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Lessons from Project Glass: Why embracing technology is not optional

By Megan Totka

Devices like smartphones and tablets have become such a part of everyday life that they’re almost an extension of our bodies. As technology progresses, so does the ease of use. The capabilities of personal electronics today would have been the stuff of science fiction only a decade ago. It stands to reason that the emerging technology of contemporary times will be fodder for pop culture jokes a decade from now.

While all of this rapidly-evolving technology serves entertainment and convenience purposes, it has also revolutionized the way that businesses reach customers. If you have a website, social media accounts or a mobile app attached to your company, you are already very aware of the power that instant technology has in the marketplace. Just when you think you know all there is to know about cutting-edge customer experiences through technology, something new emerges.

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Walking the digital tightrope: The perils of co-branded employees

By Megan Totka

Before businesses began to really cash in on the power of social media, people were signing up for Twitter, Facebook and MySpace accounts in the privacy of their homes. These platforms allowed a new medium for self-expression, along with networking opportunities. Businesses began to see the advantages of connecting with their customers and started using social media, too.  Just over five years into the social media boom, it is not uncommon to see individual accounts with hundreds, or even thousands, of followers or friends. While there is nothing wrong with being popular in online circles, an unexpected consequence has arisen for businesses: co-branded employees.

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Social media gaffes: They can happen to anyone

By Megan Totka

Missteps are increasingly becoming a part of the landscape for business social media. While unfortunate, those of us who run social media pages as businesses are still only human – and make human mistakes.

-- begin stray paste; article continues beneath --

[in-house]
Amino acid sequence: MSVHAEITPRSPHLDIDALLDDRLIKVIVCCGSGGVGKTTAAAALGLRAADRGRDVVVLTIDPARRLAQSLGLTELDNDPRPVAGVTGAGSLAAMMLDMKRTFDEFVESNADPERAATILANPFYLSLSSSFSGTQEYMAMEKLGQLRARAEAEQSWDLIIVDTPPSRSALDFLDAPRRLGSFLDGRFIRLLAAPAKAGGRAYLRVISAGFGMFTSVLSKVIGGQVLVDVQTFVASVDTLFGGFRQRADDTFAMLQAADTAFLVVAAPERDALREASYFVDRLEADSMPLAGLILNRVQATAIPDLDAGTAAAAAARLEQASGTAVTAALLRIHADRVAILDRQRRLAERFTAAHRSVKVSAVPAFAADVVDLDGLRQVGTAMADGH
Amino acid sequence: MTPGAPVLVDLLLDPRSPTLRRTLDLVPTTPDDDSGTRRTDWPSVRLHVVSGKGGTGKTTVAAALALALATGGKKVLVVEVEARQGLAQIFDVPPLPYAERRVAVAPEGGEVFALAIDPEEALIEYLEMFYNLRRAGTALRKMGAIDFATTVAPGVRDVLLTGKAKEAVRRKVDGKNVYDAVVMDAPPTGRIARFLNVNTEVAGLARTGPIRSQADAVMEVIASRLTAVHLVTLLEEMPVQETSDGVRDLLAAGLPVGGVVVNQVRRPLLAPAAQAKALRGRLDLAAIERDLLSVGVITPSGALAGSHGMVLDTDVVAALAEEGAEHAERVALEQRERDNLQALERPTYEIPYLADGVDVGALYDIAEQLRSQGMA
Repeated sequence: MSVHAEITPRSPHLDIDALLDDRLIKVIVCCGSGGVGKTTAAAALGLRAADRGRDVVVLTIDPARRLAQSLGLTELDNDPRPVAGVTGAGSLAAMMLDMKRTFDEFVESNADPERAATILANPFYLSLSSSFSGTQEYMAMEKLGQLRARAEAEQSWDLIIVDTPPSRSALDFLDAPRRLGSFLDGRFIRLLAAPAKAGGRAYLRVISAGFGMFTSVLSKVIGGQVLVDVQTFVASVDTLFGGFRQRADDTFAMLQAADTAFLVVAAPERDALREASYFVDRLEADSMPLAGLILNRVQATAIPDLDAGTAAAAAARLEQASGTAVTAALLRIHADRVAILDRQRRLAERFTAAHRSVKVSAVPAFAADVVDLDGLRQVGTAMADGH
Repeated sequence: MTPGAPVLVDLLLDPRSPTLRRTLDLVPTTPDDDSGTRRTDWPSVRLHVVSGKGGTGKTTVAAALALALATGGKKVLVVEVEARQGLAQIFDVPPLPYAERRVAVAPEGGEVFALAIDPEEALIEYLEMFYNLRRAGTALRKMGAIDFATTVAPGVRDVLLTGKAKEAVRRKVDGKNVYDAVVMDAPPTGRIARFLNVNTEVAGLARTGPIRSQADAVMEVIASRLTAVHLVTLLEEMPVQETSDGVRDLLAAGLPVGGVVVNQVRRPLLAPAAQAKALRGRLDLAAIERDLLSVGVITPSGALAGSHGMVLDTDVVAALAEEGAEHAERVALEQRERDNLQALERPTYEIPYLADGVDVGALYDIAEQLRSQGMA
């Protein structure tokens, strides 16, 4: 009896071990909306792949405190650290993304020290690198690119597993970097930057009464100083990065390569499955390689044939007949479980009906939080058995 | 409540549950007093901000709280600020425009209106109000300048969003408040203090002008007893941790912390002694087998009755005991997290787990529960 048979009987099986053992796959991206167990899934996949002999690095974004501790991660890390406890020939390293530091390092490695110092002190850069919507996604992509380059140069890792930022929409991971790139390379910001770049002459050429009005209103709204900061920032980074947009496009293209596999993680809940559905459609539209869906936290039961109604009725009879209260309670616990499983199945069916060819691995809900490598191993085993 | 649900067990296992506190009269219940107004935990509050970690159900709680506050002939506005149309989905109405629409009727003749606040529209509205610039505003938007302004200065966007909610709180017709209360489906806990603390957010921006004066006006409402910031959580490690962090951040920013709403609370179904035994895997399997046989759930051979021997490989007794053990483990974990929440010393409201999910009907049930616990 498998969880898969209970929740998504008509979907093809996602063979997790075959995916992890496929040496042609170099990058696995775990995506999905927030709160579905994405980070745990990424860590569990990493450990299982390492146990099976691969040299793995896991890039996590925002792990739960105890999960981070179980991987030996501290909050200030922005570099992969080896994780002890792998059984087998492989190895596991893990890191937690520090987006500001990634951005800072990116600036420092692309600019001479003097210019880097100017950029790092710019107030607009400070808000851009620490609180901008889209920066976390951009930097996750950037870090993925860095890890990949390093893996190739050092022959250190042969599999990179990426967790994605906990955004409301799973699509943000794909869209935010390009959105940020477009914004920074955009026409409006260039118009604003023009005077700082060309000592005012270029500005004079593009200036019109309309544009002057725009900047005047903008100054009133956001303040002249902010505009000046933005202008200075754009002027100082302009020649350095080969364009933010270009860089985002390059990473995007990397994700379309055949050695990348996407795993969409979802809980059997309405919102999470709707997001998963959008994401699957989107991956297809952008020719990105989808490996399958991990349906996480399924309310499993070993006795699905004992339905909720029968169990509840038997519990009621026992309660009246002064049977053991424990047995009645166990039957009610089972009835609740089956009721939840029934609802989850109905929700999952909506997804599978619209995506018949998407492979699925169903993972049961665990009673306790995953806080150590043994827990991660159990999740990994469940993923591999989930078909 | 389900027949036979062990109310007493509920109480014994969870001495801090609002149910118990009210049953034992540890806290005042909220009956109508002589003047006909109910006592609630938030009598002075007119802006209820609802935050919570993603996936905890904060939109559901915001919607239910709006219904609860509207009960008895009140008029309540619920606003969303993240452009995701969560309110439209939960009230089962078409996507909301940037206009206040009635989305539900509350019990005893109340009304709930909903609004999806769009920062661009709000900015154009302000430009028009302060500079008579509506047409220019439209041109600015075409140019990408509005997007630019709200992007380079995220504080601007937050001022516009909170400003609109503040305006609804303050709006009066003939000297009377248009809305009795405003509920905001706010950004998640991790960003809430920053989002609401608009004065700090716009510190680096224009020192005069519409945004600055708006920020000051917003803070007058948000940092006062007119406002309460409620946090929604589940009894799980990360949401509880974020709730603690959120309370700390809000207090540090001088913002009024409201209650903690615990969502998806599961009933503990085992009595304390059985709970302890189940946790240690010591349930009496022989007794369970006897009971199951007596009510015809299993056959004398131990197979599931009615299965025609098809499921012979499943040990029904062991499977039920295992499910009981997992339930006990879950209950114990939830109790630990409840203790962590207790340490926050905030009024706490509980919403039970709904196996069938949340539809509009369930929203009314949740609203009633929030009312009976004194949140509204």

Some of these gaffes have more dire consequences than others. One of the most recent posts-gone-wrong was on the night of the first presidential debate. This particular post came from the KitchenAid brand and quickly became top business news. KitchenAid tweeted:

“Obamas gma even knew it was going 2 b bad! ‘She died 3 days b4 he became president’. #nbcpolitics”

Many people found this tweet to be rather offensive. It was shocking, too, coming from such a neutral brand as KitchenAid. We don’t typically expect the company that manufactures stand mixers to have a particularly strong political view. This tweet was broadcast to about 24,000 of KitchenAid’s followers before it was deleted from the company page.

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Don’t believe everything you read: Why journalism still matters

By Katie Parsons

In an earlier post, Leo Valiquette wrote about the rise in incidents of plagiarism among high-profile journalists. Leo contends that the timing of this increase is no accident; forgetting ethics that were learned in Journalism 101 is part of a larger cultural shift stretching professionals too thin. With newspapers, magazines and broadcast entities operating with skeleton staff and individuals being asked to do more online, it is no wonder that facts appear to be falling through the cracks.

Many journalists are not happy with the current state of things. Dozens of staff at the Chicago Tribune recently sent a petition to newsroom editor Gerould Kearn asking him — begging him — to do what he could to convince executives to discontinue the use of the content creation company Journatic. The Tribune had farmed out nearly all of its suburban coverage to the data mill, whose own executive talked publicly about how reporters simply do not need to live in the communities that they cover. He offended a few journalists in the process and then proved his own statement wrong.

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